CARDIOVASCULAR JOURNAL OF AFRICA • Volume 27, No 6, November/December 2016
intra-pericardial fibrinolytic therapy to facilitate pericardial
drainage is one such technique,
which has been touted as
potentially effective at reducing constriction by breaking up
fibrous adhesions, and will be tested in the soon-to-be-launched
second investigation into the management of pericarditis trial
(IMPI-2). Angiotensin convertase enzyme inhibitors are capable
of activating anti-fibrotic cytokines within the pericardium and
may also hold promise.
Finally, we should also applaud the
on-going attempts to better understand the pathobiology of
tuberculous pericarditis and its complications through high-
quality basic science research that will hopefully identify new
targets for adjuvant therapies.
Secondly, it is also important to emphasise that, strictly
speaking, this study by Liebenberg
. is by no means a
negative study. Small pilot or vanguard studies such as this are
not designed to provide definitive answers on efficacy; in fact, if
they do, it’s likely that there is a type II or similar error. The main
objectives of such studies, even if unstated, are actually to make
sure that important design, method and safety issues necessary
to successfully conduct an appropriately sized study are in place.
Important questions that often need addressing include: is the
recruitment rate achieved in the pilot study adequate to reach
calculated sample sizes in a reasonable time frame if a definitive
study is conducted; is the investigational drug free of harmful
side effects and safe enough in this unique condition to be tested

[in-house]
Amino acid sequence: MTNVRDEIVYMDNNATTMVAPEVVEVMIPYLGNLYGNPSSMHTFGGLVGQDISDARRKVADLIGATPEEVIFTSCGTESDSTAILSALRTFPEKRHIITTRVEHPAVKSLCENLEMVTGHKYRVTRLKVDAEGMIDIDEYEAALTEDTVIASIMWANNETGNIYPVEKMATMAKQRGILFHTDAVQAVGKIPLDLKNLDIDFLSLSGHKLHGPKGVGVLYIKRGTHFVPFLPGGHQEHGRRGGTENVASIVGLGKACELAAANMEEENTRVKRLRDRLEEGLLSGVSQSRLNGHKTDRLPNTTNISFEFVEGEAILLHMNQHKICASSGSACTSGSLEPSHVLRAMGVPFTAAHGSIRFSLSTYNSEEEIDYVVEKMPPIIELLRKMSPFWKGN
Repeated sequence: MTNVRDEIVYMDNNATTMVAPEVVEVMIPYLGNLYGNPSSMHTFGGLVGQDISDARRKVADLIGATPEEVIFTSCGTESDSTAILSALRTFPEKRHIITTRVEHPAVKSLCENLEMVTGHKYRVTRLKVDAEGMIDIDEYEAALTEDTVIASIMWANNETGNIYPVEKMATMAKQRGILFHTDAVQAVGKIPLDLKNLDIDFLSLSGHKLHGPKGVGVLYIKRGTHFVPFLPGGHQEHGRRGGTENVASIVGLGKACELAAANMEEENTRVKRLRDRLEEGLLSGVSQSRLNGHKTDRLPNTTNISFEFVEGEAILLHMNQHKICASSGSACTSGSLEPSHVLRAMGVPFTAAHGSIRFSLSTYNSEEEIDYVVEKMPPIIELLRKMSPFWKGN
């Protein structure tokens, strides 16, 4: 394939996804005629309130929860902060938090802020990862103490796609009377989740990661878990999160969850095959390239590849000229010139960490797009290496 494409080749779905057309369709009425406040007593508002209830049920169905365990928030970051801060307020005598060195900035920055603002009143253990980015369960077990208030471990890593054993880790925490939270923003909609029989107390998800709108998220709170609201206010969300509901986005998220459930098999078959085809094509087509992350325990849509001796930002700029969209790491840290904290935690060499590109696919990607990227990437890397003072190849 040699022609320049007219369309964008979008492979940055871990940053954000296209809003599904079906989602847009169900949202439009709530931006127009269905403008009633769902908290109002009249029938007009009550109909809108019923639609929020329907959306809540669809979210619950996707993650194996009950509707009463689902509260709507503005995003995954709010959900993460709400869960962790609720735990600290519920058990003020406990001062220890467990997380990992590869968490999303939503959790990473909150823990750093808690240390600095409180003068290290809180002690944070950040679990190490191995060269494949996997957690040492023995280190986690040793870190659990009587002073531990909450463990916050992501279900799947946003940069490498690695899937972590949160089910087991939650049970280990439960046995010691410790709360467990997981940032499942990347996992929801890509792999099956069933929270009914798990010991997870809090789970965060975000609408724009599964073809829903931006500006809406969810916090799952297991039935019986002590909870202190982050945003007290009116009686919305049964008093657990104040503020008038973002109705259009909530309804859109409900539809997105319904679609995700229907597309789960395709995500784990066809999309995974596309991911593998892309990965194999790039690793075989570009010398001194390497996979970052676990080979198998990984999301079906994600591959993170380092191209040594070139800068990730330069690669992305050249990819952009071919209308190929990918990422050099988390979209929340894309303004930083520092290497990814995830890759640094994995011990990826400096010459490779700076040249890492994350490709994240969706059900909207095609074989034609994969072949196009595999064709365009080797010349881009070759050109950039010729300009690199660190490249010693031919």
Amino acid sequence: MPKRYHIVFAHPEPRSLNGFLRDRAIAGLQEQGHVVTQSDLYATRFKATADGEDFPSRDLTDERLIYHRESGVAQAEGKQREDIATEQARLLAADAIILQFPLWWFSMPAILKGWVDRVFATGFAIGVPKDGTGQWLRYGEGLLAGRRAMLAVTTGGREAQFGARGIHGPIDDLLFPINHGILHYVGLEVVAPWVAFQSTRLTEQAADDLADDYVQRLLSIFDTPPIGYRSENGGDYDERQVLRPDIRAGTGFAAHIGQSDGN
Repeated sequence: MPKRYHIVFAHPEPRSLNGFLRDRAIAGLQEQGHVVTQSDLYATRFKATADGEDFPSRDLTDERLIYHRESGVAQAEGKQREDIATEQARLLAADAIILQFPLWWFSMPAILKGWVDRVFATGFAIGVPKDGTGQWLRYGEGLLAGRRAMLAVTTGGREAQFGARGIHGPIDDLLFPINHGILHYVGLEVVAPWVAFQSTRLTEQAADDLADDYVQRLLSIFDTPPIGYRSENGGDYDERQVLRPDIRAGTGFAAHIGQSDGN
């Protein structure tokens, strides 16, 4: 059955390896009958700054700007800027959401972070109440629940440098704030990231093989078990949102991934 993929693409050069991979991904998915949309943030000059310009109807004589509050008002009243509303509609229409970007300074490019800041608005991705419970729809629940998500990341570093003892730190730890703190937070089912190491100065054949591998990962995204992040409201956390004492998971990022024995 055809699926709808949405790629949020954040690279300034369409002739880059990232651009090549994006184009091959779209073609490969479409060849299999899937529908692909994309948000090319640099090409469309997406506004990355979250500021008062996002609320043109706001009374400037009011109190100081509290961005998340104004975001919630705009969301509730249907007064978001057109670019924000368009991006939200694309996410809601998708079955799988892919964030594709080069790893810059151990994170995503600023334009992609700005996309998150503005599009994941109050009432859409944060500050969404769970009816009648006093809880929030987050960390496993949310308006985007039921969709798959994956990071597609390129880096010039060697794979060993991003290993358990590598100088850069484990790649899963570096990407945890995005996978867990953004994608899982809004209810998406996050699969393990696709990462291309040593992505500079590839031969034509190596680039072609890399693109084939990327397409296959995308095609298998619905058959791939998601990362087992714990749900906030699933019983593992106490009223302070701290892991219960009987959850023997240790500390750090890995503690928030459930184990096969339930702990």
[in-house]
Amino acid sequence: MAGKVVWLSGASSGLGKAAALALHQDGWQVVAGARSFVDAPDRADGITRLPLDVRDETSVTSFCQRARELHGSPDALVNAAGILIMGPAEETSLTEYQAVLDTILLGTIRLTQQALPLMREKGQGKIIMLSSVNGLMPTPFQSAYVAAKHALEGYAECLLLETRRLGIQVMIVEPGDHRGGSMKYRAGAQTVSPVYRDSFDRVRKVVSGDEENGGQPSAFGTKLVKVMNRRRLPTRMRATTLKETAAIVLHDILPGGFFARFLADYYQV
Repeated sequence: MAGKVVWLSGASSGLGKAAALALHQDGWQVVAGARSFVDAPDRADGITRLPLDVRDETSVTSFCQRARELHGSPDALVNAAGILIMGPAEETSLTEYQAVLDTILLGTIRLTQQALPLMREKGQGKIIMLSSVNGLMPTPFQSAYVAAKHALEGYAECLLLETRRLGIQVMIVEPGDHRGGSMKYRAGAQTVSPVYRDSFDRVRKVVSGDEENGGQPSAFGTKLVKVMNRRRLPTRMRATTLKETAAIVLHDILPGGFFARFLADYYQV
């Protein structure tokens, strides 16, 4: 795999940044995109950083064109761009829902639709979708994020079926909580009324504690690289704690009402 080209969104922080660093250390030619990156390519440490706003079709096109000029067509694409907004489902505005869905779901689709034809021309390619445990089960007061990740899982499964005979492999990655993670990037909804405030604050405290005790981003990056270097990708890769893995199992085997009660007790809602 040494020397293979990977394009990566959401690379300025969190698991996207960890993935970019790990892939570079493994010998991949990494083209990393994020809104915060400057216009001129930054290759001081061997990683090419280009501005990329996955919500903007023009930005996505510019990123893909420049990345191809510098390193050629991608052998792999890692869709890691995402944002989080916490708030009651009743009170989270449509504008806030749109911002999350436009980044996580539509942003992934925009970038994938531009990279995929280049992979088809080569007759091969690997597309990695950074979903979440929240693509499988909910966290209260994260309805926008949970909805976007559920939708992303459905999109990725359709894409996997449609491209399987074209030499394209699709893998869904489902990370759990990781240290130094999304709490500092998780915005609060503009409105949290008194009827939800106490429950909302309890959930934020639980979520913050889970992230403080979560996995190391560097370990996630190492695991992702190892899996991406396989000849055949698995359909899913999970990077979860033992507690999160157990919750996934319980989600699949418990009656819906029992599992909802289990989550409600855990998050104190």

on hundreds or thousands of patients; is the infrastructure
and set up required to not lose any patients during follow up
adequate; are the tools such as those for data collection and
storage adequate; and finally, are the resources available and
allocated for conducting a full study appropriate to ensure
success? To this end the authors have gone some way in providing
at least some of the required answers. On the face of it, a large,
simple, randomised trial that is feasible and safe, and that would
require multiple collaborating sites and mitigation strategies to
prevent loss to follow up and completion within acceptable time
frames is possible.
In conclusion, the authors should be congratulated for
continuing to fight the good fight and demonstrating that we
in the developing world must never lose sight of the principle
that where there are unresolved clinical conditions unique to
our environment, if we who face the problem do not try to find
the solutions, no one else will do it for us. They have reminded
us that it is imperative for us to continue to believe that there
is no reason why with hard work, dedication and application,
we cannot find appropriate solutions to improve the lot of our
patients. We hope their demonstrated perseverance remains,
and look forward to the news of a full-scale, large, randomised,
controlled trial with them at the helm.
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